Aesthetics 101: Three steps to make your game look fabulous
Often, when we make a game, we put a lot of effort into making it really fun first, just so we can invest into graphics later. That’s generally a good idea, as it prevents you from wasting time into making something beautiful and UNfun (right, Blizzard?), but sometimes, when you get to the part of making it pretty, it ends up looking like THIS:
Totally not what you expected, right?
How about this scenario then: You’re all alone. You have no graphical artists to back you up, and no means of paying for one. Also, you have no skill whatsoever into graphical arts in general. Looks dreadful, but there are still a few ways you, as a programmer, can work to add a bit of flair into your upcoming game.
1. Add (fake) detail
Let’s take a look at good old Minecraft. Look at that grass sprite. Man, that
is one neat patch of grass. Look at it closely, what do you see?
Huh. I swear I did not see that stuff there before. Now take a look at the world around you, do you see any noise? Well, not exactly. What you see is the texture of every physical object around you, all the little details that make your life more interesting than my previous display of solid color goodness.
Now, don’t get me wrong. Actually applying real detail to your textures goes a long way into making a game look absolutely gorgeous (just look at all that new stuff coming out on HD at the PS3. That’s beautiful), but sometimes all you need is a bit of random noise to make your graphics softer on the player’s eyes, and BAM, you get something like the following:
Also, if it suits your game, you could just draw a big, semi-transparent rectangle over all your screen and just move/jitter it every other frame, to achieve the effect of film grain. It looks really good where a darker atmosphere is desired.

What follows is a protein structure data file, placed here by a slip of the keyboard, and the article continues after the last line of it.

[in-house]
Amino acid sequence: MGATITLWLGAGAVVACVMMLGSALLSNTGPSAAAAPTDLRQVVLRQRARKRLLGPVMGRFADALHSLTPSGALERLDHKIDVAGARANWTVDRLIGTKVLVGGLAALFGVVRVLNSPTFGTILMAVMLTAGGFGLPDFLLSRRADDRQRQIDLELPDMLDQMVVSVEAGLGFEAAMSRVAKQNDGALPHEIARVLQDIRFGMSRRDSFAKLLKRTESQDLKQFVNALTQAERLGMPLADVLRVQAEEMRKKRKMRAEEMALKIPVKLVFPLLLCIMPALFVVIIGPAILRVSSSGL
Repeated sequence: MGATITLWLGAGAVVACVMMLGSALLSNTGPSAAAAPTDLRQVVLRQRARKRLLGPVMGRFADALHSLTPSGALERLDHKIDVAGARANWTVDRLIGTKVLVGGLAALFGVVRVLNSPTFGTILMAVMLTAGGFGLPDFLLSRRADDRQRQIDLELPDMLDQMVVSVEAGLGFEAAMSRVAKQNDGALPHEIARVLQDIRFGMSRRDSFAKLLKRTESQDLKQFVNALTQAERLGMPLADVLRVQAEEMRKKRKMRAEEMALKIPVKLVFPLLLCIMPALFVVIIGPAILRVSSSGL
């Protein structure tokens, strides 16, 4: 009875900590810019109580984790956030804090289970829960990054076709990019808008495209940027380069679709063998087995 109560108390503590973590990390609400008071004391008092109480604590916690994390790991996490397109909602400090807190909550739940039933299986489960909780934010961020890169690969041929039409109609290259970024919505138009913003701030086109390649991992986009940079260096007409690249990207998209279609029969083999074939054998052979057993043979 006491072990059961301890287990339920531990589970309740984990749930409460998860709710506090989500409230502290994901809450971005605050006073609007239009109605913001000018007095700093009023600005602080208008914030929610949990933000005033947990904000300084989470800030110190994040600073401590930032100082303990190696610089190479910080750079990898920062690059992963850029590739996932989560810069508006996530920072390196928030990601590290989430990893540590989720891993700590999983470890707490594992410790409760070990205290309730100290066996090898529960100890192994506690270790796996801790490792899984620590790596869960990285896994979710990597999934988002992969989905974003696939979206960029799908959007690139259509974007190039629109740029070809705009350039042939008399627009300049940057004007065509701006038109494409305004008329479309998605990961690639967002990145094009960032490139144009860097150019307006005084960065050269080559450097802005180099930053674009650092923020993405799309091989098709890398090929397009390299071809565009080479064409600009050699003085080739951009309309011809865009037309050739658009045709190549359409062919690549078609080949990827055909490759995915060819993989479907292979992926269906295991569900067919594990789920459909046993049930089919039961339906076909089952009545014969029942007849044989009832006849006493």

2. Everyone loves particles
This one goes without saying, a bit of small stuff flashing around on the screen and your game gets a lot of the pizzazz and fun it is due (pizzas and FUNdue, anyone? Okay, that was horrible). There’s already so much about this all around the internet, so just hit your local game development forum for some better advice on the matter than what I could ever hope to be able to give.
Barely noticeable, but see the trailing white dots? Better when you see them moving.
3. Draw the player’s attention to where it matters
This can be done in several matters, but the one I personally like the most is through a vignette effect. Or, in my own game’s example, an eyeglass/tunnel vision effect. The idea behind those is to soften the colors/black out the borders, so the player focuses in the middle of the screen. Basically, by doing this, you make your game less plain and also less constrained by the window borders. The players end up feeling like there is more to the world you just created, but it’s just that they can’t see it all at once. Again, these effects should be applied when appropriate, and games with a darker mood/less lighting should be the most benefitted by them.
Better now, right?
For now that’s it, I hope you didn’t feel disappointed that these were such basic ideas. As I feel more confident, I’ll start posting more advanced stuff.
P.S.: Click the images for better resolution. (Images not clickable if you’re seeing this through your dashboard, I guess)
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